Mr. D suffered from the lung disease that killed Evel Knievel -- idiopathic pulmonary fibrosis (IPF). The word "idiopathic" in medicine is a code word that means "doctors have no clue what the cause of the disease can be." As a result, Mr. D couldn't breathe anymore -- his lungs were like a pair of old dishwashing sponges left in the sun to dry. Needless to say, there wasn't much oxygen exchange happening. So Mr. D got a lung transplant -- just one lung because organs are in short supply and that's actually sufficient for someone to live. When you have a new organ, you have to take lots of drugs to keep your immune system down so that it doesn't reject the new heart/lung/kidney, but that also renders you susceptible to millions of germs and bacteria that would otherwise be harmless. So Mr. D came down with a fungal infection -- Aspergillus -- and a bacterial infection -- Pseudomonas.
When Mr. D came to the hospital for a short procedure, he seemed okay. It was interesting listening to his lungs, because his right lung (the "native" one with IPF), sounded like tissue paper crackling. His left lung had normal breath sounds. It was listening to two different lungs in one person. I was immediately struck by how equanimous Mr. D was, especially when I asked him if it was okay for a group of medical students to come by and listen to his interesting physical exam. He was a quiet, scholarly guy in his 50s with graying hair -- the type of patient with glasses and a copy of the New York Times on his bed.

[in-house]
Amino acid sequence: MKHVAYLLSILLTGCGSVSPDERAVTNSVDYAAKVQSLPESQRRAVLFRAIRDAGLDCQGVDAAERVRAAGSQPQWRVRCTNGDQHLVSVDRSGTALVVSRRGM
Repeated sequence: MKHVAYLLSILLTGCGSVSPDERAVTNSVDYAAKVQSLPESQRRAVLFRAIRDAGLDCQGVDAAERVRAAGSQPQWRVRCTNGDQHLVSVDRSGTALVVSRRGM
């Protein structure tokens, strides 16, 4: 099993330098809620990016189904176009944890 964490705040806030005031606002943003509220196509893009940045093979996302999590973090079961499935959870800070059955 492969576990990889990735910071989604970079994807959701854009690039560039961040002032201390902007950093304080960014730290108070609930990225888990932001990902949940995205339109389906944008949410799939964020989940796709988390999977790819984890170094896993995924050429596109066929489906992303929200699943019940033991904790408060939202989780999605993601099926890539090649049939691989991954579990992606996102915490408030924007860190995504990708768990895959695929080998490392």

After I switched services, Mr. D was ready to go home when something nearly catastrophic happened. He developed a massive bleed into the space behind his back -- his retroperitoneal space. The bleed was idiopathic. Mr. D landed in the ICU and suffered from acute renal failure --- his kidneys were in trouble.
A few days ago, I saw Mr. D while walking through the ICU and dropped by to say hello. Mr. D looked pale and sick, his head was tilted to one side, but he was still conversant. I nervously eyed a length of tubing filled with blood emerging from his body -- he was on CVVH, which filters the blood and helps out by mimicking the kidney. The doctors were thinking that he might need to go on dialysis for the rest of his life.
"Hang in there, Mr. D," I chirped.
He looked at me with tired eyes filled with weary, stubborn resignation.
"That's all I can do," he said softly.